Category Essential Threats/Vulnerabilities to Mitigate for Space
Data SV-AC-3: Compromised master keys or any encryption key. Encryption is great but self-defeating if key management is not properly implemented.
Spacecraft Software * SV-SP-1: Exploitation of software vulnerabilities (bugs); Unsecure code, logic errors, etc. in the flight software. Due to autonomy of spacecraft and increased usage of software on-board, software attacks can be mission ending.
SV-SP-3: Introduction of malicious software such as a virus, worm, Distributed Denial-Of-Service (DDOS) agent, rootkit, or Trojan Horse. Outside of unintentional vulnerabilities with on-board software, malicious compromise of the software supply chain is a substantial threat and can be difficult to detect and prevent depending on the sophistication. Malicious logic embedded in software is difficult to detect due to the novel nature of it which can’t be detected using signatures.
SV-MA-3: Attacks on critical software subsystems {AD&C, TT&C, C&DH, EPS}. Many critical components on the spacecraft are controlled by software and adversaries would target these mission critical sub-systems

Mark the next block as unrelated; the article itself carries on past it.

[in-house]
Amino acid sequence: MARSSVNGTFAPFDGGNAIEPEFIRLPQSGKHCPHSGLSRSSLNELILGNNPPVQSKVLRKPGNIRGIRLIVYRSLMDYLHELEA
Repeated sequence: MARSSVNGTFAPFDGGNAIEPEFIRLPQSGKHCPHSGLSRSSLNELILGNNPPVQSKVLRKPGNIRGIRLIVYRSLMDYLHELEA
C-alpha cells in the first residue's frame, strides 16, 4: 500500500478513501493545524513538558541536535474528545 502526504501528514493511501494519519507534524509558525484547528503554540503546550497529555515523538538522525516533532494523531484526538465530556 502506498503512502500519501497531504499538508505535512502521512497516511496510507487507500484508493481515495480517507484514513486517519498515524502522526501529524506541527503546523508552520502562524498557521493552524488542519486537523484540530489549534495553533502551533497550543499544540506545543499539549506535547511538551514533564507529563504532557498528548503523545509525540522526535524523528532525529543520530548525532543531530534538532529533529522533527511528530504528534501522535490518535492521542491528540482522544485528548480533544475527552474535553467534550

SBC SV-AC-6: Lack of bus segregation (e.g., 1553 injection). Things are not containerized from the operating system or flight software perspective. Generally, the on-board architectures rely on trust and segregation is often not implemented. While this is a default security principle in traditional IT, it is lacking in most spacecraft architectures.
SV-AC-8: Malicious use of hardware commands - backdoors / critical commands. Some spacecraft components have built in backdoor commands which can be exploited if discovered. Only enable the required backdoor commands or disable all commands that are not authenticated and encrypted.
SV-MA-8: Payload (or other component) is told to constantly sense or emit or run whatever mission it had to the point that it drained the battery constantly / operated in a loop at maximum power until the battery is depleted. Power is a critical commodity on the spacecraft and the availability of the spacecraft is directly dependent on power. If not properly implemented, a compromised payload could drain spacecraft power
SV-SP-11: Software Defined Radios (SDRs) cyberattack. SDRs are gaining in popularity and capability, these minicomputers are vulnerable to attacks like any other computational component.